About Angels in Medicine
The genesis of this site began some years ago during a conversation with my good friend Russell W. Steele, MD, a pediatrician and jazz musician in New Orleans. He was telling me about a program he helped start, providing health care and counseling at a shelter for runaway teens. Residents and nurses donated time, drug companies donated medicine, and teens got treatment for sexually transmitted diseases and other problems facing that group. I was so touched, I wanted to share his story, and others like his, with the world. My idea was that when others heard about this, they might be inspired to create similar programs appropriate to the populations they serve.
The series began on Medscape as "Angels in Our Midst." After a request for Angels went out in Medpulse, Medscape's weekly email, three editors -- Vicki Porter, Hope Vanderberg, and Zoe Gollogly -- enthusiastically wrote about some of the Angels readers shared with us.
This site continues and expands on this idea of featuring the incredible work people in healthcare do to improve the health of the world, especially those with little access to good care, such as teens, the homeless and indigent, the incarcerated, and so many of those in the less developed and war-torn parts of the globe.
Thanks for taking the time to visit us. Please share this site with others.
Click here to read about all the volunteer writers for Angels in Medicine, including bios and contact information.
Russell W. Steele, MD
Board of Directors
Mitchell Miller, PhD
About the Editor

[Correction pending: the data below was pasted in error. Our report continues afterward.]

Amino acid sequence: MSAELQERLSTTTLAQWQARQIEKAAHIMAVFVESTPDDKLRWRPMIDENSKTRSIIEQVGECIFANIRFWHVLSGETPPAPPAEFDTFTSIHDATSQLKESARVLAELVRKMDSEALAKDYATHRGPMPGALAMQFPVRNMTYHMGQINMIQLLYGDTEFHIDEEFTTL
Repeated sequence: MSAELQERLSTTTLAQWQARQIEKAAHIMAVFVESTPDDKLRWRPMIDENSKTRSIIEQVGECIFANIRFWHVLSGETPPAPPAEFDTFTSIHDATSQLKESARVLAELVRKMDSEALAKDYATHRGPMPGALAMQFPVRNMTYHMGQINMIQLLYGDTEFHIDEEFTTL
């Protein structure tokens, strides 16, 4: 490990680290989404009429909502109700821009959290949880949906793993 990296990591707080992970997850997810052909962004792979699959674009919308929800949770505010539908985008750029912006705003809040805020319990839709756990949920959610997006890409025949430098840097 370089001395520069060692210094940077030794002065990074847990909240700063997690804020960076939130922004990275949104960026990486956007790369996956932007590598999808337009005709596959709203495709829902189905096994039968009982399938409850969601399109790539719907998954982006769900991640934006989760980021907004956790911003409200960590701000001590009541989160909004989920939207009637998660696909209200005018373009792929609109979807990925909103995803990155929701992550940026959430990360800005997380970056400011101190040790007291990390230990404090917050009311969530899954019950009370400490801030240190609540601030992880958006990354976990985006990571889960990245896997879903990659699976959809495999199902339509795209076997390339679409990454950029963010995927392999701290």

Harry Goldhagen began writing at a very young age, with such (unpublished) works as Cats in Space (1968), The Right Tool (1975), and a New York Times parody called The Loony (1976). After causing quite a ruckus while managing and editing Fornight, the ill-named, award-winning monthly magazine at SUNY Stony Brook, he went on to receive a B.S. in biochemisty and an M.S. in molecular biology (Einstein, da Bronx). But despite the heavy science education, he never lost the taste for the publishing industry.
Professionally, Harry has worked as a medical editor for more than 20 years, for such esteemed publications as Scientific American Medicine, Infections in Medicine (including the famous "Bug of the Month" series, by Larry Lutwick, MD -- OK, famous among IDs. . .), Medscape, Doctor's Guide, and most recently, Clinical Care Options - Hepatitis.
In his spare time, Harry takes photographs (which you can see at www.harryllama.com), records and videotapes classical concerts and indie films, and tends to his llamas. You can reach him at firstname.lastname@example.org.